Happy new year everybody! I hope you all are getting their new year off to a wonderful start! I know it is customary to start the year with a bunch of resolutions that will be completely forgotten about in a few weeks, but I am going to start my year with goals instead.
A family calendar is the best way to coordinate all the comings and goings of every single member of your family, and to make sure you aren’t, as a whole, spread too thin, and get enough family together time. That’s why this week’s challenge is organizing your family calendar and to keep and actually get in the habit of using it on a daily basis.
This is the perfect time of year to begin this challenge because the New Year is almost upon us, and you may need a new calendaring system for the coming year anyway.
So, while you’re in the store buying a new calendar (or making something you’re personalizing for yourself) keep the following steps in mind to get the most out of this useful tool.
Are you new here? This week’s challenge, all about keeping a family calendar, is one of the challenges in the 52 Week Home Organization Challenge. (Click the link to learn how to join us for free for future and past challenges if you aren’t already a regular reader).
So, working in a school, I get to see all kinds of parents… The parent that walks in every day and has a hard time letting go, the parent that can’t be reached for anything that goes wrong, the parent that thinks their child is ALWAYS in the right, and so many more. It wasn’t until working at the school that I began to really evaluate what kind of parent I am, and how my actions may possibly affect how my kids are treated.
Your challenge this week is organizing toys and games in your childrens’ rooms, and around the house, so your kids can actually find and play with their toys, and you don’t trip over anything anymore.
For the past couple of weeks we’ve been working on all the areas of our kids’ rooms, starting with the closets, and then focusing on their bedrooms.
This week we’re finishing the focus on our children’s stuff, at least for a while, by focusing on the area that generally gives most parents (including me) the most trouble — toys, stuffed animals, games, puzzles, and other stuff we have for our kids to amuse themselves with.
The steps for this week should be done with your children, if they’re old enough to participate. They deserve to have their opinions listened to and considered in the process of decluttering and organizing their toys, although you, as a parent, also have quite a large stake in the process.
Are you new here? This challenge about how to organize toys and games is part of the 52 Week Home Organization Challenge. (Click the link to learn how to join us for free for future and past challenges if you aren’t already a regular reader).
After years of bad experiences with back to school time, we have finally developed a routine that works best for going back to school with a special needs child. Since we finally developed a routine that works, I am hoping that sharing it here will help someone else who struggles like we did in the past.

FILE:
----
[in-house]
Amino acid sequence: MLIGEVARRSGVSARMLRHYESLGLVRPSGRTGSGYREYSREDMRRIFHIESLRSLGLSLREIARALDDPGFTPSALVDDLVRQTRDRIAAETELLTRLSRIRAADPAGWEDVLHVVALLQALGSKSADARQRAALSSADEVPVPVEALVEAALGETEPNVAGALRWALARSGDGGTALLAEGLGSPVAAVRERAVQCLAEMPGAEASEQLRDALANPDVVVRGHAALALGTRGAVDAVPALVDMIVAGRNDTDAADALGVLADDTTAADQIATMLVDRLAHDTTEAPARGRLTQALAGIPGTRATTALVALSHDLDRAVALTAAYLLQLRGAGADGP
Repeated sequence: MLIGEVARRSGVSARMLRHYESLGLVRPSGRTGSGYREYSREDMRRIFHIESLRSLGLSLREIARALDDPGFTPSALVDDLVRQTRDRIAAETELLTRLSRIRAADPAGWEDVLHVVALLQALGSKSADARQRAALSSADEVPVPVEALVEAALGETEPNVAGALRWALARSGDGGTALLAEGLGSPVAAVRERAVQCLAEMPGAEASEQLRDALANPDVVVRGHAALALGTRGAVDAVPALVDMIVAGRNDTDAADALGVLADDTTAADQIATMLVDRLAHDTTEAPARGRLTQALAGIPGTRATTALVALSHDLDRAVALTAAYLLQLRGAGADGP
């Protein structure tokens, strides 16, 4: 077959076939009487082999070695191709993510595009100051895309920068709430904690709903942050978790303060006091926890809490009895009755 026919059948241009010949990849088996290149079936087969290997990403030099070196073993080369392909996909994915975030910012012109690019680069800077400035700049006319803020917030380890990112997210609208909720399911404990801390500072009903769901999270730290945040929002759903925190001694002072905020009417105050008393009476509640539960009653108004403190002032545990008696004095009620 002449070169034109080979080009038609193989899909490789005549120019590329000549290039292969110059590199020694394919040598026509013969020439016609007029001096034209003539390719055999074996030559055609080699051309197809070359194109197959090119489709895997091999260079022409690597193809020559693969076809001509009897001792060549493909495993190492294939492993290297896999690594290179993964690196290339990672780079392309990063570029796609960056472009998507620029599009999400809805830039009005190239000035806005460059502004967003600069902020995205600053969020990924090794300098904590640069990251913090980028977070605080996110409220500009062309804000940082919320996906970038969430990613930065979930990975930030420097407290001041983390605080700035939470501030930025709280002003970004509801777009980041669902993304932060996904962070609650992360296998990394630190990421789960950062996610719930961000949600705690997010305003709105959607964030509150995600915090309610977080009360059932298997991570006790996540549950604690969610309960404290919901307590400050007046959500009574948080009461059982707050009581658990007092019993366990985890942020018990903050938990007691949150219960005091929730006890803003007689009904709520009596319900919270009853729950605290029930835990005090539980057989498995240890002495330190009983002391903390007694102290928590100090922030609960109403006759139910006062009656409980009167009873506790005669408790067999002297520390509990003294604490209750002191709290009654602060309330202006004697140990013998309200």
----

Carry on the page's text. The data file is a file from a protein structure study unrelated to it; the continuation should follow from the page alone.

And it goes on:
Back To School For The Special Needs Child
Here’s my plan, as time moves along…
During the summer
During the summer, we do take a break, but we still make it a point to do some reading and writing every day. We make it a point to do one math worksheet, one writing project, and at least 30 minutes of reading every day.
Two weeks prior
We start waking up earlier. We slowly adjust our schedule by 15-30 minutes per day (depending on how late we’ve been sleeping.
We also contact the school to schedule a meeting with our next teacher(s).
One week prior
We meet with the school. We make it a point to meet with literally every person that my son will be working with that school year. We make it a point to meet in their classroom(s) so that he can get used to it, and have a feel for what the year is going to be like.
We also start getting up at the exact time we will have to every morning so that we can get dressed, brush our teeth, eat breakfast, and get to the bus stop on time. We actually walk all the way to the bus stop too, so that we know we won’t be late.
Even though we’ve already met with teachers, I feel like it is VITAL to go to open house, so that my son can get a feel of what the school is going to be like when it is crowded with other students. After all, he has had a 3 month break from the chaos.
The day before
We get up, go through our routine, and answer any questions he may have, to the best of our ability.
The first day of school
No matter how much I want to drive my kids, I put them on the bus so that we can get into routine. And, I take the day off and stay home, so that in case there is an emergency, I can make myself available and be at the school within minutes.
The first two weeks
I stick with the routine. No drop-offs, no pick-ups, no changing the routine unless absolutely necessary.
- Keep paperwork organized
- Keep a calendar for school events, IEP meetings, and teacher conferences, as well as any other meetings or appointments
- Start a communication log
- Keep track of all emails, phone calls, notes home, etc. I suggest keeping all of this in a binder and notating dates and times of each of these.
- Review the current IEP to make sure that it still fits all of your child’s needs
- Establish a before and after school routine
- Try to attend all school events. An involved parent is also an informed parent, and better capable of advocating for their child.